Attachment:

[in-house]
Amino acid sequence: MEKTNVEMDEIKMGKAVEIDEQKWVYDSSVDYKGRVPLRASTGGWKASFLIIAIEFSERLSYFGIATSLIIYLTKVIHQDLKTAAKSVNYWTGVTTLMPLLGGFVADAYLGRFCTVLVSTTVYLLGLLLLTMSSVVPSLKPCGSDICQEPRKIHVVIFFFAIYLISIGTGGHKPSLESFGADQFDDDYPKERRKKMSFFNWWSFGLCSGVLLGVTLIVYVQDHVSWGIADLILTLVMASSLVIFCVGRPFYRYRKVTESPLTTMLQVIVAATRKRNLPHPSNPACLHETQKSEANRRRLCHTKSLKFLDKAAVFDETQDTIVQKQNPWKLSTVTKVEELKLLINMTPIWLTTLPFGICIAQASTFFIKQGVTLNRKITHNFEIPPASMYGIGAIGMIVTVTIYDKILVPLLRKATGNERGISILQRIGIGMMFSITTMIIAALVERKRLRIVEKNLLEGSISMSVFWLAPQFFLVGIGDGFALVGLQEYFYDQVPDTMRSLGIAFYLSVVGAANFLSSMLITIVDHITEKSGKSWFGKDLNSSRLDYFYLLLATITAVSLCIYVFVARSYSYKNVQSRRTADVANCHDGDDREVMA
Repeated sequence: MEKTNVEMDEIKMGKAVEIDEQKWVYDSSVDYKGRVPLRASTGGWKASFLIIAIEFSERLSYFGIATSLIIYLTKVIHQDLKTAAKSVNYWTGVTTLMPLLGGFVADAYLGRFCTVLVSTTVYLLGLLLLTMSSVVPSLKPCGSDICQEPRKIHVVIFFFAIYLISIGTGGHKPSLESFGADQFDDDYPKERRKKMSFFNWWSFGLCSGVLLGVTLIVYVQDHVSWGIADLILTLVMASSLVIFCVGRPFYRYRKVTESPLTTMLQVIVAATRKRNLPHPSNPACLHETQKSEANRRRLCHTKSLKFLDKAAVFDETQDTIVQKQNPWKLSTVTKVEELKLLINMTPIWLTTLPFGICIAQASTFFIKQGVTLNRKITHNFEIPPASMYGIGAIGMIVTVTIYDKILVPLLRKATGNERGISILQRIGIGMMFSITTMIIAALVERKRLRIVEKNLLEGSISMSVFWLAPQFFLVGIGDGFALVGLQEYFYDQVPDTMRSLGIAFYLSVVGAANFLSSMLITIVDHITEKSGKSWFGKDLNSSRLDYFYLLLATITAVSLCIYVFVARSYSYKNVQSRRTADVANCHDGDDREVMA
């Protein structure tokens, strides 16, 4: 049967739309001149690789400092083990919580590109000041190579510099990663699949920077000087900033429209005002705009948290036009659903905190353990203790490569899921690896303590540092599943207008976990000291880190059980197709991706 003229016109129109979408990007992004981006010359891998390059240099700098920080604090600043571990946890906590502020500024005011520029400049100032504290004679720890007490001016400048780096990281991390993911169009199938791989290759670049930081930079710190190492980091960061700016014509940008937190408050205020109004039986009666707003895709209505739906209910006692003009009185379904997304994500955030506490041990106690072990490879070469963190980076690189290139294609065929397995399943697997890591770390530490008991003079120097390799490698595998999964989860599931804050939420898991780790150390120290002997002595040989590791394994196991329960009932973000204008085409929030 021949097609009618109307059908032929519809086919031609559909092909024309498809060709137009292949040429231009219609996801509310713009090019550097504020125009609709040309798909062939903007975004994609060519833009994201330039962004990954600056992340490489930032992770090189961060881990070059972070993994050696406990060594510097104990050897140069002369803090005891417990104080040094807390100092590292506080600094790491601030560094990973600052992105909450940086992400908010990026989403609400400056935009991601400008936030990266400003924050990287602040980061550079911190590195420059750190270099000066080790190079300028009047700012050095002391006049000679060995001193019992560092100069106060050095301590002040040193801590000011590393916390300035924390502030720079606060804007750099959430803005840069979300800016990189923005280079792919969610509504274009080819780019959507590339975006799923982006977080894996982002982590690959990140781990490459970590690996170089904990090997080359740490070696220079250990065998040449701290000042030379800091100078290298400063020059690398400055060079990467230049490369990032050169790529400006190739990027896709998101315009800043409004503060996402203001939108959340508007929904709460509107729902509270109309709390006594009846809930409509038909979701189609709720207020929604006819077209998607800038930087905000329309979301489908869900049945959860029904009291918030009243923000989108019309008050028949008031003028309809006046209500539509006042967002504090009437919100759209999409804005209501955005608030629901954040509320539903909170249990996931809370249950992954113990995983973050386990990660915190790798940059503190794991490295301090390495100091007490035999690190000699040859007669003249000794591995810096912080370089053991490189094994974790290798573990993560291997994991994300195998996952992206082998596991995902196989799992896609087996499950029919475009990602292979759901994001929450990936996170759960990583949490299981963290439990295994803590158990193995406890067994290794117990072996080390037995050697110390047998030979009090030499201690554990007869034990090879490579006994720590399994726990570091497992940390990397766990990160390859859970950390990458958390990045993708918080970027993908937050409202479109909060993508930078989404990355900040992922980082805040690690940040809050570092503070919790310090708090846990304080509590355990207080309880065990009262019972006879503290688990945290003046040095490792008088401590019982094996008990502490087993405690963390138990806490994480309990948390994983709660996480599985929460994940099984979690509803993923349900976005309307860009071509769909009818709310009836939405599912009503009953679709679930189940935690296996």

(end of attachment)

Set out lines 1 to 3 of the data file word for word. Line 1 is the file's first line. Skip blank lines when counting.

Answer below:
[in-house]
Amino acid sequence: MEKTNVEMDEIKMGKAVEIDEQKWVYDSSVDYKGRVPLRASTGGWKASFLIIAIEFSERLSYFGIATSLIIYLTKVIHQDLKTAAKSVNYWTGVTTLMPLLGGFVADAYLGRFCTVLVSTTVYLLGLLLLTMSSVVPSLKPCGSDICQEPRKIHVVIFFFAIYLISIGTGGHKPSLESFGADQFDDDYPKERRKKMSFFNWWSFGLCSGVLLGVTLIVYVQDHVSWGIADLILTLVMASSLVIFCVGRPFYRYRKVTESPLTTMLQVIVAATRKRNLPHPSNPACLHETQKSEANRRRLCHTKSLKFLDKAAVFDETQDTIVQKQNPWKLSTVTKVEELKLLINMTPIWLTTLPFGICIAQASTFFIKQGVTLNRKITHNFEIPPASMYGIGAIGMIVTVTIYDKILVPLLRKATGNERGISILQRIGIGMMFSITTMIIAALVERKRLRIVEKNLLEGSISMSVFWLAPQFFLVGIGDGFALVGLQEYFYDQVPDTMRSLGIAFYLSVVGAANFLSSMLITIVDHITEKSGKSWFGKDLNSSRLDYFYLLLATITAVSLCIYVFVARSYSYKNVQSRRTADVANCHDGDDREVMA
Repeated sequence: MEKTNVEMDEIKMGKAVEIDEQKWVYDSSVDYKGRVPLRASTGGWKASFLIIAIEFSERLSYFGIATSLIIYLTKVIHQDLKTAAKSVNYWTGVTTLMPLLGGFVADAYLGRFCTVLVSTTVYLLGLLLLTMSSVVPSLKPCGSDICQEPRKIHVVIFFFAIYLISIGTGGHKPSLESFGADQFDDDYPKERRKKMSFFNWWSFGLCSGVLLGVTLIVYVQDHVSWGIADLILTLVMASSLVIFCVGRPFYRYRKVTESPLTTMLQVIVAATRKRNLPHPSNPACLHETQKSEANRRRLCHTKSLKFLDKAAVFDETQDTIVQKQNPWKLSTVTKVEELKLLINMTPIWLTTLPFGICIAQASTFFIKQGVTLNRKITHNFEIPPASMYGIGAIGMIVTVTIYDKILVPLLRKATGNERGISILQRIGIGMMFSITTMIIAALVERKRLRIVEKNLLEGSISMSVFWLAPQFFLVGIGDGFALVGLQEYFYDQVPDTMRSLGIAFYLSVVGAANFLSSMLITIVDHITEKSGKSWFGKDLNSSRLDYFYLLLATITAVSLCIYVFVARSYSYKNVQSRRTADVANCHDGDDREVMA